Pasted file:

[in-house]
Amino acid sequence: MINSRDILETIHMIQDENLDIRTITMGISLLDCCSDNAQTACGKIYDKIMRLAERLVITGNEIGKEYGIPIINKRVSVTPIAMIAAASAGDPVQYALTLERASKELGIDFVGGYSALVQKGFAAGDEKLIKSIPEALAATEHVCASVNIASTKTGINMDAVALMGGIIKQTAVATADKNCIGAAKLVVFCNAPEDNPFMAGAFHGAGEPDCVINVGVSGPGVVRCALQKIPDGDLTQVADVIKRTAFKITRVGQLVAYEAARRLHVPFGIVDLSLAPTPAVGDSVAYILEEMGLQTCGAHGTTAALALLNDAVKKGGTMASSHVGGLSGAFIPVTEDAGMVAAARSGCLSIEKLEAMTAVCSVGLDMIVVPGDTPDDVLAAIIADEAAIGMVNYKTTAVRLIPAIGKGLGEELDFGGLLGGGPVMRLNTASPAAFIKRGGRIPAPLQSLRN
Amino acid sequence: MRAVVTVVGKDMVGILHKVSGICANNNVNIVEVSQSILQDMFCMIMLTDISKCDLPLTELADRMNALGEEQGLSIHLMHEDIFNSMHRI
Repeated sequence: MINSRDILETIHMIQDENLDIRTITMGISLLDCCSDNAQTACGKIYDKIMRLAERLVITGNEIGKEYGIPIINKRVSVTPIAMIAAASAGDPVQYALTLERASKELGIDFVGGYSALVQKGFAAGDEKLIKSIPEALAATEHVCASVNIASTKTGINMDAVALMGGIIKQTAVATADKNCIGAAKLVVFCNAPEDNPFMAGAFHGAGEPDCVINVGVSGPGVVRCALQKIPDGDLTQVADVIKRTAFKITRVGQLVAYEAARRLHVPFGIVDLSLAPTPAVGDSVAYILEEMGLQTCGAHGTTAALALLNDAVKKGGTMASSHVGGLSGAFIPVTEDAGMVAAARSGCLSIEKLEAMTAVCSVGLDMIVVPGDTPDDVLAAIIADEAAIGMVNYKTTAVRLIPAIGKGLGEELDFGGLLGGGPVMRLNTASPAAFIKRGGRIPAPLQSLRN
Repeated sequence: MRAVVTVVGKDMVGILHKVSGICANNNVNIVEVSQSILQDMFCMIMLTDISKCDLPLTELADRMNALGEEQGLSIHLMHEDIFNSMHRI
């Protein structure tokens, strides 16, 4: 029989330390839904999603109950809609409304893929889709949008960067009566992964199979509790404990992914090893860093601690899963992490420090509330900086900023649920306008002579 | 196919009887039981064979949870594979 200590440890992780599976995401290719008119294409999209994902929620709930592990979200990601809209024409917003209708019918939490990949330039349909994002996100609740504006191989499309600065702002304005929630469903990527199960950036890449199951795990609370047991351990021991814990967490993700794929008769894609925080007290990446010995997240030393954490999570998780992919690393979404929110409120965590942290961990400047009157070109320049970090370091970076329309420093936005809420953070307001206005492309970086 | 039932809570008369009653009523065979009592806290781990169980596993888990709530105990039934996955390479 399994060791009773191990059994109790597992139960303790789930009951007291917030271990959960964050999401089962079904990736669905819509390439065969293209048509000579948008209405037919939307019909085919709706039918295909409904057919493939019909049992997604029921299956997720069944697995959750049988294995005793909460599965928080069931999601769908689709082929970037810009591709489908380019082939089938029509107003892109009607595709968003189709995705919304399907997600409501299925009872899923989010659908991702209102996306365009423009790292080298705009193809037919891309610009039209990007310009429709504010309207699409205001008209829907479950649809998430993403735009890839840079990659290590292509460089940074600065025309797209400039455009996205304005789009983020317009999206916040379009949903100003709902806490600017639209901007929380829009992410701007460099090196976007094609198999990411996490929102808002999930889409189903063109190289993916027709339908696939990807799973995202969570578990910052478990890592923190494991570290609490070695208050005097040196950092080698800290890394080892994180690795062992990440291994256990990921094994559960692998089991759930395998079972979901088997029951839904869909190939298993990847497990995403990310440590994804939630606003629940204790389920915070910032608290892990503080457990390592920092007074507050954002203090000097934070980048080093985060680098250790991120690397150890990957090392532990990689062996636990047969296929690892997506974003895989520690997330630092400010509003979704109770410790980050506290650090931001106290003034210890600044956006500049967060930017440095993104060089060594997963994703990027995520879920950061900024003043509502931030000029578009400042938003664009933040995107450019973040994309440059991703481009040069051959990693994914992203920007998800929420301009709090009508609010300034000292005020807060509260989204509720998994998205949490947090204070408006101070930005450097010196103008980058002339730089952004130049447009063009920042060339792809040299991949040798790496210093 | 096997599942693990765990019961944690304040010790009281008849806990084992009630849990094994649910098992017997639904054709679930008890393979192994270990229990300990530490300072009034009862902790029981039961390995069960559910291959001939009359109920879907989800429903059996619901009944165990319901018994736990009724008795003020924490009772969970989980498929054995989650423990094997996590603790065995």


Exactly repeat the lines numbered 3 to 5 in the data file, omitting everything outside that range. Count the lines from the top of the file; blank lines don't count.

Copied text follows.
Amino acid sequence: MRAVVTVVGKDMVGILHKVSGICANNNVNIVEVSQSILQDMFCMIMLTDISKCDLPLTELADRMNALGEEQGLSIHLMHEDIFNSMHRI
Repeated sequence: MINSRDILETIHMIQDENLDIRTITMGISLLDCCSDNAQTACGKIYDKIMRLAERLVITGNEIGKEYGIPIINKRVSVTPIAMIAAASAGDPVQYALTLERASKELGIDFVGGYSALVQKGFAAGDEKLIKSIPEALAATEHVCASVNIASTKTGINMDAVALMGGIIKQTAVATADKNCIGAAKLVVFCNAPEDNPFMAGAFHGAGEPDCVINVGVSGPGVVRCALQKIPDGDLTQVADVIKRTAFKITRVGQLVAYEAARRLHVPFGIVDLSLAPTPAVGDSVAYILEEMGLQTCGAHGTTAALALLNDAVKKGGTMASSHVGGLSGAFIPVTEDAGMVAAARSGCLSIEKLEAMTAVCSVGLDMIVVPGDTPDDVLAAIIADEAAIGMVNYKTTAVRLIPAIGKGLGEELDFGGLLGGGPVMRLNTASPAAFIKRGGRIPAPLQSLRN
Repeated sequence: MRAVVTVVGKDMVGILHKVSGICANNNVNIVEVSQSILQDMFCMIMLTDISKCDLPLTELADRMNALGEEQGLSIHLMHEDIFNSMHRI